Colonialism and Beyond Things Fall Apart and Heart
of Darkness comparison compare contrast essaysColonialism and Beyond Things Fall Apart and Heart of Darkness
My entire education has taken place in the United States of America. It has consisted of public school, college, and graduate school. I only had one teacher during my public school career who wasn’t white. I had a female African-American English teacher when I was in Junior High School. The student body of my junior high school was over ninety-percent black, yet our faculty was entirely white with the exception of two black teachers. So, during my entire elementary and high school careers I never saw a person of color in the front of the class.
I vividly remember that the only time black people (or non-whites) were discussed was in history class, moreover, when we got to the chapter that dealt with slavery. I had to make a big adjustment in high school because my high school was well over ninety-percent white (just the opposite of my jr. high school.) Fredrick Douglass, Sojourner Truth, and the Nat Turner rebellion was pretty much the extent of people of color within the curriculum.
I grew up in Springfield, Massachusetts and during my junior year of high school something unexpected happened. College students from Smith College, Amherst College, and the University of Massachusetts did an academic intervention by providing tutoring and actually sitting in on our (“minority student’s) classes. This tutorial program became the Smith-Amherst Tutorial Project which enabled me to spend two summers following my junior and senior years of high school at Smith College, taking college-level classes. These classes were taught by professors from Umass and Smith College who were kind enough to give up part of their summer for us. College students from all three colleges served as both mentors and tutors.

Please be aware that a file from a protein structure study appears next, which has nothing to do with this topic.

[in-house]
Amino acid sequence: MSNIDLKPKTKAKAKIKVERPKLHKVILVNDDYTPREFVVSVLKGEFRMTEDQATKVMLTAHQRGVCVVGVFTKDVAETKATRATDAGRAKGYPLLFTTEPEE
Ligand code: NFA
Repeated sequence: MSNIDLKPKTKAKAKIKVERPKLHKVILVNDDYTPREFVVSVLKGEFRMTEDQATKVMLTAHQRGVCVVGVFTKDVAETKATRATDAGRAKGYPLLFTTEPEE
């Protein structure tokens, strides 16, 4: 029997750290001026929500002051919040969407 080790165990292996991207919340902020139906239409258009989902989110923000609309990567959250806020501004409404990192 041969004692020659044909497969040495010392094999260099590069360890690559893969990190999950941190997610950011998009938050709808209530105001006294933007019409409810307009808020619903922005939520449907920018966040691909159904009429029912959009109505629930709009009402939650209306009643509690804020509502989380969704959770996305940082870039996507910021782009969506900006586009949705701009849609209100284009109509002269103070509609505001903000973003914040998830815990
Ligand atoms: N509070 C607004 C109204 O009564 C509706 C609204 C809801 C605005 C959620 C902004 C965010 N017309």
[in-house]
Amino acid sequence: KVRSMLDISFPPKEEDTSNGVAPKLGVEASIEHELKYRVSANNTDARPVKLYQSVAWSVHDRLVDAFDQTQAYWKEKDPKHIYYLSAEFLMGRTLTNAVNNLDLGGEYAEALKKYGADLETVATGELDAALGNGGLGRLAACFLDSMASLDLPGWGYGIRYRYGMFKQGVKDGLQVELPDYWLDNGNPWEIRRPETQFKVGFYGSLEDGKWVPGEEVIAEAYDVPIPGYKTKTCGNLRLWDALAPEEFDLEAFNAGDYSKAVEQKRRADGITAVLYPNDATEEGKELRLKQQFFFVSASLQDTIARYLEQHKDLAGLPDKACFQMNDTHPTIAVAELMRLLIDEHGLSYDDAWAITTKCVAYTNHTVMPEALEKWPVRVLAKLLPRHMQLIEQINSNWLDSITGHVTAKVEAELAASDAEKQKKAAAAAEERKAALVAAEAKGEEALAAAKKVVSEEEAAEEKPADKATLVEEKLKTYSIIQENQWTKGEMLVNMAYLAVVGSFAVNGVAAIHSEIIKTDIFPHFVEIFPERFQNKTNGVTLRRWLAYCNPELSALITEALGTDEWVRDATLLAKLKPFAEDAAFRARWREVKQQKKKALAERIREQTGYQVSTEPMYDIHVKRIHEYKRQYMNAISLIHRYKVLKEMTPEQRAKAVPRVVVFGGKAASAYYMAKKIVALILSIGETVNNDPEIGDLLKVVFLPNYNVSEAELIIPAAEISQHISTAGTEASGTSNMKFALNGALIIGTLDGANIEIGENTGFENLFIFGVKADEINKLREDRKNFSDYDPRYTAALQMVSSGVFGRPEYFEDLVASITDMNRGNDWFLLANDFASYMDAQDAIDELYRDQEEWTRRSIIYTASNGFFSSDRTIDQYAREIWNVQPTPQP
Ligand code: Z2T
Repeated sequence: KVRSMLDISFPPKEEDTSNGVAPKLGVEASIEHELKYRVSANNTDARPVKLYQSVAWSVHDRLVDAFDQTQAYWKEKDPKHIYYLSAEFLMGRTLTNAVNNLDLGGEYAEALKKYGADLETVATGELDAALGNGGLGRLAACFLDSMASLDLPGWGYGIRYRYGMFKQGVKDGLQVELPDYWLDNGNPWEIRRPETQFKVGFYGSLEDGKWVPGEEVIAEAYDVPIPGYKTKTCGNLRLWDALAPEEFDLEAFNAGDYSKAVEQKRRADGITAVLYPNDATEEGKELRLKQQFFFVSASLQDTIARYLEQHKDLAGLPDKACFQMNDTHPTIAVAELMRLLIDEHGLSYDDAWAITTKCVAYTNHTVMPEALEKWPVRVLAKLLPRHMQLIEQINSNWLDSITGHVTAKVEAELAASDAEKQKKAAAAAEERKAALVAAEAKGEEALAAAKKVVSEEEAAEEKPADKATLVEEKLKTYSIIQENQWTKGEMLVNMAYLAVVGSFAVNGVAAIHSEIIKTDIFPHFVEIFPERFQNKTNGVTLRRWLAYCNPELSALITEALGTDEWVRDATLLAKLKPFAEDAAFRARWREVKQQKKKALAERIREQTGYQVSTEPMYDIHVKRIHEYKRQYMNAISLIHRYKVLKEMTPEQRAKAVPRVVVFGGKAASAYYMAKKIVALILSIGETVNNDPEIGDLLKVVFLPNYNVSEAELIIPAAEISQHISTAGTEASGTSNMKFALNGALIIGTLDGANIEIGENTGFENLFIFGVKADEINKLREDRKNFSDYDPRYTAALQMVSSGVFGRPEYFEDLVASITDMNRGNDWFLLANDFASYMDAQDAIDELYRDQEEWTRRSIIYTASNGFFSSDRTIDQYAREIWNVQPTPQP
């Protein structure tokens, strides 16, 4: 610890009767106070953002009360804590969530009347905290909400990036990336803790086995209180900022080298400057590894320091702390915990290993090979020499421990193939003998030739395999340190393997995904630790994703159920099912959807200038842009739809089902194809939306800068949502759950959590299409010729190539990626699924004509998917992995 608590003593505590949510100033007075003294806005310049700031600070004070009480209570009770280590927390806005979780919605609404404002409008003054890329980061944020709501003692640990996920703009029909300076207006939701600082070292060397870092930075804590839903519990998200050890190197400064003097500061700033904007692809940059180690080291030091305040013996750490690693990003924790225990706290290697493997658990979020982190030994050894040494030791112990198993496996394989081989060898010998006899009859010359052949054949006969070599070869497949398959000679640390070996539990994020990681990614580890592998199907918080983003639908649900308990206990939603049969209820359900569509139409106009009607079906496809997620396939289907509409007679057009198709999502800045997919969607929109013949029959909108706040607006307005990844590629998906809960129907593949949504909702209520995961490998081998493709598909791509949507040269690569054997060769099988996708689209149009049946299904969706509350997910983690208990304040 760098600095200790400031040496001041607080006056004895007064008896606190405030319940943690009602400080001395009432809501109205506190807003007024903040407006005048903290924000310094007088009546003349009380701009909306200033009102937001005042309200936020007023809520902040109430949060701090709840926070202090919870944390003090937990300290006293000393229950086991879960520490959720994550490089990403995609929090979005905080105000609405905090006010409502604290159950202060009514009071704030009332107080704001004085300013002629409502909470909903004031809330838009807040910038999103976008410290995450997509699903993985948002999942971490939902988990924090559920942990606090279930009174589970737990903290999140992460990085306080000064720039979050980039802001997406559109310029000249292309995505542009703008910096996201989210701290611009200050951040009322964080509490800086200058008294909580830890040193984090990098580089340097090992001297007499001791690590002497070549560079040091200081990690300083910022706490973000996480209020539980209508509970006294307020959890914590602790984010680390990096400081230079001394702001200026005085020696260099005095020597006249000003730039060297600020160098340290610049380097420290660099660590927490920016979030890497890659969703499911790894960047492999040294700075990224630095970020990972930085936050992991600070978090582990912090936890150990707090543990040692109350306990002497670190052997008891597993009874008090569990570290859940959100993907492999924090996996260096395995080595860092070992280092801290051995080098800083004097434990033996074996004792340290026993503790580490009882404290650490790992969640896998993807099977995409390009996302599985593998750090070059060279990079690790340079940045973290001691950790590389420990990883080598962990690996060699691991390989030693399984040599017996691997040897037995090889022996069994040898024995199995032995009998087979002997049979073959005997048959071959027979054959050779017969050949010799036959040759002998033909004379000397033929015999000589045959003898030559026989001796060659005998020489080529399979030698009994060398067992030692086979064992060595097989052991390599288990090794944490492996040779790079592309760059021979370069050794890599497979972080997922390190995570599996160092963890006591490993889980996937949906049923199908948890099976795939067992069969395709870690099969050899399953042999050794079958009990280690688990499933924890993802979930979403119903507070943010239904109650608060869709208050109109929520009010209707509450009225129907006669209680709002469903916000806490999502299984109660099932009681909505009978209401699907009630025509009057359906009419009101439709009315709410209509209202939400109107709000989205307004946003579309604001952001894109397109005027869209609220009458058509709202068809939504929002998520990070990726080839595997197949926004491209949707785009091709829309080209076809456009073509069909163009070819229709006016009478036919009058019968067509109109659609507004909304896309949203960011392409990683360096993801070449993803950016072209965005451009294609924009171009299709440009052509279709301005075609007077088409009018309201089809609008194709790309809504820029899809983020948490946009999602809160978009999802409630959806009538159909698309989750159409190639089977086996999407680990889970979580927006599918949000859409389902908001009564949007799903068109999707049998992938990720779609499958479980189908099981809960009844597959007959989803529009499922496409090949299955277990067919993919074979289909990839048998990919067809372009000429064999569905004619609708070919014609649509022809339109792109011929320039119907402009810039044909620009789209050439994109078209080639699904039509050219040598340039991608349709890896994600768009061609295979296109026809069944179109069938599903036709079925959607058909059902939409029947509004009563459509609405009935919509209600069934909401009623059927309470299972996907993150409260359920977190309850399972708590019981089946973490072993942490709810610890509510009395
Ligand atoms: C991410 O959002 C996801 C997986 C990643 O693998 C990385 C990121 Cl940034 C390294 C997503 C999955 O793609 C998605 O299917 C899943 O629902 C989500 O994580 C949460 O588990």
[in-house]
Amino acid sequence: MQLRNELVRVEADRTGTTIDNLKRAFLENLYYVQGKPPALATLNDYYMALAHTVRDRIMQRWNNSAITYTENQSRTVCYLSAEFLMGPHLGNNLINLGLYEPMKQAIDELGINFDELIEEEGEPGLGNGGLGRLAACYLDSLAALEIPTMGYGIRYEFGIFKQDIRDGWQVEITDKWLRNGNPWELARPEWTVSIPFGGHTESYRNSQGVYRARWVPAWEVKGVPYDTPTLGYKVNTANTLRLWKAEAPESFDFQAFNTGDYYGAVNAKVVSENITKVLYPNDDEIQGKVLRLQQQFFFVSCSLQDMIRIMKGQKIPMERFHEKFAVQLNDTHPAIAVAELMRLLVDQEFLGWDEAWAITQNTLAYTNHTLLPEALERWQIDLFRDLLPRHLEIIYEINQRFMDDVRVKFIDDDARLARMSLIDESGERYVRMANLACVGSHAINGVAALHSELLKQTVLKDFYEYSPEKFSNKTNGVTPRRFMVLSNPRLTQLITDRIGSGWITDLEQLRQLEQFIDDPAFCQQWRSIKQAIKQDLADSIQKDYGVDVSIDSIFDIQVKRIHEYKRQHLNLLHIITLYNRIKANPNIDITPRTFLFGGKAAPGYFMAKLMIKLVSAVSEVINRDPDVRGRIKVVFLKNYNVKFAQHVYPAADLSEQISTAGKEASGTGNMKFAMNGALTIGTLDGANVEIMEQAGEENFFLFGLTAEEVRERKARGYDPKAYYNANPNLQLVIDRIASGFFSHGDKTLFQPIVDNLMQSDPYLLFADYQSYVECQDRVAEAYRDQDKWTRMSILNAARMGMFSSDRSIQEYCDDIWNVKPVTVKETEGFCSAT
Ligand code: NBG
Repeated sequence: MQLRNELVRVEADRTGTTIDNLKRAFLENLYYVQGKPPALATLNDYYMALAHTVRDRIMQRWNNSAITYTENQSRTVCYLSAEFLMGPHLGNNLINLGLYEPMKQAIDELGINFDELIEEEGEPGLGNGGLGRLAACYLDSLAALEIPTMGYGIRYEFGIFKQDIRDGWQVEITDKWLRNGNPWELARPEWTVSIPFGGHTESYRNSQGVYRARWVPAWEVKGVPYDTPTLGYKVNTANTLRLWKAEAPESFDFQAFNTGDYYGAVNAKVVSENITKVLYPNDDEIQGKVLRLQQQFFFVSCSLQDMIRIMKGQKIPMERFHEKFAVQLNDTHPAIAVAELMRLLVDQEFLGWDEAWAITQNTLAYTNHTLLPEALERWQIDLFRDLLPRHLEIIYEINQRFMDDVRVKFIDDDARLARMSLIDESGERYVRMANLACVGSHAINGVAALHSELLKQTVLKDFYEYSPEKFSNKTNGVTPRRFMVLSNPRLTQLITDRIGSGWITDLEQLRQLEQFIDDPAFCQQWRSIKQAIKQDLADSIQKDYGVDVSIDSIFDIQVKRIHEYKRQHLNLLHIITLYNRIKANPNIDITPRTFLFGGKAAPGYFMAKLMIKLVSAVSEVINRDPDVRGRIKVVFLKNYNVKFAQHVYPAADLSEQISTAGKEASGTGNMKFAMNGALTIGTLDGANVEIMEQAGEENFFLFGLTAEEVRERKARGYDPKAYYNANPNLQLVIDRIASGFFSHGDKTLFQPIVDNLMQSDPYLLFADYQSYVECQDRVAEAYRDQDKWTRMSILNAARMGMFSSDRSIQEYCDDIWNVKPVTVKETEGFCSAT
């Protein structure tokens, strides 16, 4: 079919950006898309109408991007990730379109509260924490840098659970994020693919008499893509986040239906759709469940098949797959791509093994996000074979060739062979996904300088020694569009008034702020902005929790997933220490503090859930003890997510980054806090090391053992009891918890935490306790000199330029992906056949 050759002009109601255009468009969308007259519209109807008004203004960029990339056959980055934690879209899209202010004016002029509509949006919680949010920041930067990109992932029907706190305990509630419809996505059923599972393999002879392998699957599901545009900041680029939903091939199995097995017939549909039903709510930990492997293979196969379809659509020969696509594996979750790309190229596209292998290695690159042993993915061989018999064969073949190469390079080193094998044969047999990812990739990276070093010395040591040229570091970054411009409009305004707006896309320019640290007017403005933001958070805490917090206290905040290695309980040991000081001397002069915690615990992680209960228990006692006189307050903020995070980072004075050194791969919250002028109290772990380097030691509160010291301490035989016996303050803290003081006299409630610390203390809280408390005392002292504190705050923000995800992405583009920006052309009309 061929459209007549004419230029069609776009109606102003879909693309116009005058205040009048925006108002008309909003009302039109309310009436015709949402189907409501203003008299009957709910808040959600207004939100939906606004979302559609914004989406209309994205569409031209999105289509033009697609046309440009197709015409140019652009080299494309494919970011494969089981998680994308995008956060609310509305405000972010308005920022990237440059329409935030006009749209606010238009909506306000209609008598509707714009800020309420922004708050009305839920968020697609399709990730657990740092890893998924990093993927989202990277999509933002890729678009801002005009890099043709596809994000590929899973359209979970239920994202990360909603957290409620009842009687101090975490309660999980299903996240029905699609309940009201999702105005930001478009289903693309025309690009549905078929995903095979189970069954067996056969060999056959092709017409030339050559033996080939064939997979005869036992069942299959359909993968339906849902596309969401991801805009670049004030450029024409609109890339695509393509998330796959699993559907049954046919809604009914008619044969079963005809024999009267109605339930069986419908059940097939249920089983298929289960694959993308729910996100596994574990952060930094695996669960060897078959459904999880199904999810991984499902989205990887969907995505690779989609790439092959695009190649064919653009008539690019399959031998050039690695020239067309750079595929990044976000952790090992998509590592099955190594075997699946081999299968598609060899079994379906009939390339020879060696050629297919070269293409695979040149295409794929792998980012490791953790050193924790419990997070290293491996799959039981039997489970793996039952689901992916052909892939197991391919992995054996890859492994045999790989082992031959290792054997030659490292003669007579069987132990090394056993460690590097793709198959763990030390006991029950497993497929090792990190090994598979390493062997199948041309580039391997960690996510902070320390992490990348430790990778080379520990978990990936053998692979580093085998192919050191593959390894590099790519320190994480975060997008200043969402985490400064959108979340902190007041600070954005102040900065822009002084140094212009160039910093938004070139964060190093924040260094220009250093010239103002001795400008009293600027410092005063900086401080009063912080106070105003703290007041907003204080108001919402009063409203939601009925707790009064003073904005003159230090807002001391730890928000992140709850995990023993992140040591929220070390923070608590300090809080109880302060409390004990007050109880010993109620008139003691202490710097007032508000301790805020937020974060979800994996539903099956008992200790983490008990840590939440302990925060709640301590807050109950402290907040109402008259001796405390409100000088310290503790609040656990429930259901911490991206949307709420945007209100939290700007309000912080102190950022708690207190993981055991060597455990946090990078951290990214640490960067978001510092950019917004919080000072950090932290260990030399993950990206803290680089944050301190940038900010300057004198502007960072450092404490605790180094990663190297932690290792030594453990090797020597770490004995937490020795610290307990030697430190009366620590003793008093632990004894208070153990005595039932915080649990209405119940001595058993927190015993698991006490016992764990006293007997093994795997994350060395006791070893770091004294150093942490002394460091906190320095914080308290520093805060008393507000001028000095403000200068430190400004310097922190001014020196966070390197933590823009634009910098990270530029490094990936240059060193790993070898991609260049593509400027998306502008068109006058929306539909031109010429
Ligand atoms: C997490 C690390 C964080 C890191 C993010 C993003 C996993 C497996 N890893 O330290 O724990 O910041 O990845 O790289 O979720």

We were immersed and exposed in Black Literature for the first time in our lives. This immersion gave us a sense of who we were (an identity) while allowing us to see our true potential.
Graduate school has allowed me to recognize and identify the role that the canon and world view play in who is read and from what perspective. Clearly Eurocentrism dominates our institutions of higher learning and what is considered or understood to be American. Overridingly American Poetry means Whitman, Eliot, Pound , Crane etc. While a course on the American Novel usually translates into Twain, Dreiser, Faulkner, Howell etc.
A course on colonial and post-colonial literature satisfies my cravings for thought and literature that falls outside of the mainstream of the Eurocentric view of things. Achebe, Walcott, Arundhati, and Kincaid etc. the so-called marginalized- third-world writers provide another perspective, another glimpse of reality as they see and experience it. Hopefully this journal will juxtapose colonial and post-colonial perspectives. I’m also interested in the struggle between the ‘old’ and the ‘new’ (tradition vs. modernity) and how this represents itself in African culture and African literature.
One of the most well known post-colonial writers is Chinua Achebe. He was born in Ogidi in eastern Nigeria on November 16, 1930, to Isaiah Okafor Achebe and Janet Achebe. Even though his parents were devout evangelical Protestants, they still managed to instill in him many values of their traditional Igbo culture. “He attended mission schools, but remained emotionally close to many of his relatives who were not Christians. These early negotiations of cultural duality would later enable him to develop a necessary distance from the competing and conflicting forces that shaped his sense of self and formed his worldview” (Parekh 19)- a distance that he now affirms as a prerequisite to see the totality of life “steadily and fully” (Morning Yet on Creation Day, 68).
In 1944 Achebe enrolled in the Government College in Umuahia and four years later, he entered the London-affiliated University College at Ibadan. He graduated from Ibadan in 1953 and published his first novel, Things Fall Apart, 1958. It was published reluctantly, because Heinemann editors were uncertain if the West would purchase a novel by an African. But the novel was a stunning success and remains Achebe’s most widely read work. Achebe has